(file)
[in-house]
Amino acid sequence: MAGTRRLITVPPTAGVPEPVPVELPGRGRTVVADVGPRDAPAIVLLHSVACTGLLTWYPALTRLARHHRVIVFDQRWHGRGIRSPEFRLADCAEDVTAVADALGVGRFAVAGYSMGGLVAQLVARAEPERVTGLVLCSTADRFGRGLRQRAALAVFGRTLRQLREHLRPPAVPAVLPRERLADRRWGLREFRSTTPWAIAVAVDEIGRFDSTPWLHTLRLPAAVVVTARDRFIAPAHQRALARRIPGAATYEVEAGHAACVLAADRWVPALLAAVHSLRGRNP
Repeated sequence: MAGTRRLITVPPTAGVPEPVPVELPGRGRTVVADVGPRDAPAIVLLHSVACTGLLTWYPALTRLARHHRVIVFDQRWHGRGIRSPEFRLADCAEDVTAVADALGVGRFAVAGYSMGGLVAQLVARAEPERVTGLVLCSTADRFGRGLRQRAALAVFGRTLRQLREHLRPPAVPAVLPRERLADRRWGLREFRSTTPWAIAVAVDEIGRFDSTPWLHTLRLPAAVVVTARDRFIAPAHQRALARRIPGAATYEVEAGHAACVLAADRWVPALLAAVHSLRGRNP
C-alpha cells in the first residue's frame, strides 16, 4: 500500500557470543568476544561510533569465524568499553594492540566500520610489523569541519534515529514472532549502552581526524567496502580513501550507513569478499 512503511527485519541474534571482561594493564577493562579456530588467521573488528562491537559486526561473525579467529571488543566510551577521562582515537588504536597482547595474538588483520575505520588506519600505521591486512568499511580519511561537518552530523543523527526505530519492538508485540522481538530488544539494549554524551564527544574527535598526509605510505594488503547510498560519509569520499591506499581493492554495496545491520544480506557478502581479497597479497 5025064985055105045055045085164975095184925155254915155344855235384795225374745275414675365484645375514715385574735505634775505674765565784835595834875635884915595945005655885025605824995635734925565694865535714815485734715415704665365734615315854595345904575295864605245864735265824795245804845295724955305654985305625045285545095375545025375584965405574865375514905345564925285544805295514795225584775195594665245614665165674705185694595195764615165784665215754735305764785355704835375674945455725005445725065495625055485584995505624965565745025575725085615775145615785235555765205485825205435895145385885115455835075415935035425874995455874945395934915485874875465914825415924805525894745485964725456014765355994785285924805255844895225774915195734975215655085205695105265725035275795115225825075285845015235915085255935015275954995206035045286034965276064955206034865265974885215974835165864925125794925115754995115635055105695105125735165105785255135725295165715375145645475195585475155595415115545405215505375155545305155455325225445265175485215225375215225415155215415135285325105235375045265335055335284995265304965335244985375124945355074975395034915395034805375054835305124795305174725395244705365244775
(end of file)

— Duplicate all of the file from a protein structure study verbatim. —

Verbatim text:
[in-house]
Amino acid sequence: MAGTRRLITVPPTAGVPEPVPVELPGRGRTVVADVGPRDAPAIVLLHSVACTGLLTWYPALTRLARHHRVIVFDQRWHGRGIRSPEFRLADCAEDVTAVADALGVGRFAVAGYSMGGLVAQLVARAEPERVTGLVLCSTADRFGRGLRQRAALAVFGRTLRQLREHLRPPAVPAVLPRERLADRRWGLREFRSTTPWAIAVAVDEIGRFDSTPWLHTLRLPAAVVVTARDRFIAPAHQRALARRIPGAATYEVEAGHAACVLAADRWVPALLAAVHSLRGRNP
Repeated sequence: MAGTRRLITVPPTAGVPEPVPVELPGRGRTVVADVGPRDAPAIVLLHSVACTGLLTWYPALTRLARHHRVIVFDQRWHGRGIRSPEFRLADCAEDVTAVADALGVGRFAVAGYSMGGLVAQLVARAEPERVTGLVLCSTADRFGRGLRQRAALAVFGRTLRQLREHLRPPAVPAVLPRERLADRRWGLREFRSTTPWAIAVAVDEIGRFDSTPWLHTLRLPAAVVVTARDRFIAPAHQRALARRIPGAATYEVEAGHAACVLAADRWVPALLAAVHSLRGRNP
C-alpha cells in the first residue's frame, strides 16, 4: 500500500557470543568476544561510533569465524568499553594492540566500520610489523569541519534515529514472532549502552581526524567496502580513501550507513569478499 512503511527485519541474534571482561594493564577493562579456530588467521573488528562491537559486526561473525579467529571488543566510551577521562582515537588504536597482547595474538588483520575505520588506519600505521591486512568499511580519511561537518552530523543523527526505530519492538508485540522481538530488544539494549554524551564527544574527535598526509605510505594488503547510498560519509569520499591506499581493492554495496545491520544480506557478502581479497597479497 5025064985055105045055045085164975095184925155254915155344855235384795225374745275414675365484645375514715385574735505634775505674765565784835595834875635884915595945005655885025605824995635734925565694865535714815485734715415704665365734615315854595345904575295864605245864735265824795245804845295724955305654985305625045285545095375545025375584965405574865375514905345564925285544805295514795225584775195594665245614665165674705185694595195764615165784665215754735305764785355704835375674945455725005445725065495625055485584995505624965565745025575725085615775145615785235555765205485825205435895145385885115455835075415935035425874995455874945395934915485874875465914825415924805525894745485964725456014765355994785285924805255844895225774915195734975215655085205695105265725035275795115225825075285845015235915085255935015275954995206035045286034965276064955206034865265974885215974835165864925125794925115754995115635055105695105125735165105785255135725295165715375145645475195585475155595415115545405215505375155545305155455325225445265175485215225375215225415155215415135285325105235375045265335055335284995265304965335244985375124945355074975395034915395034805375054835305124795305174725395244705365244775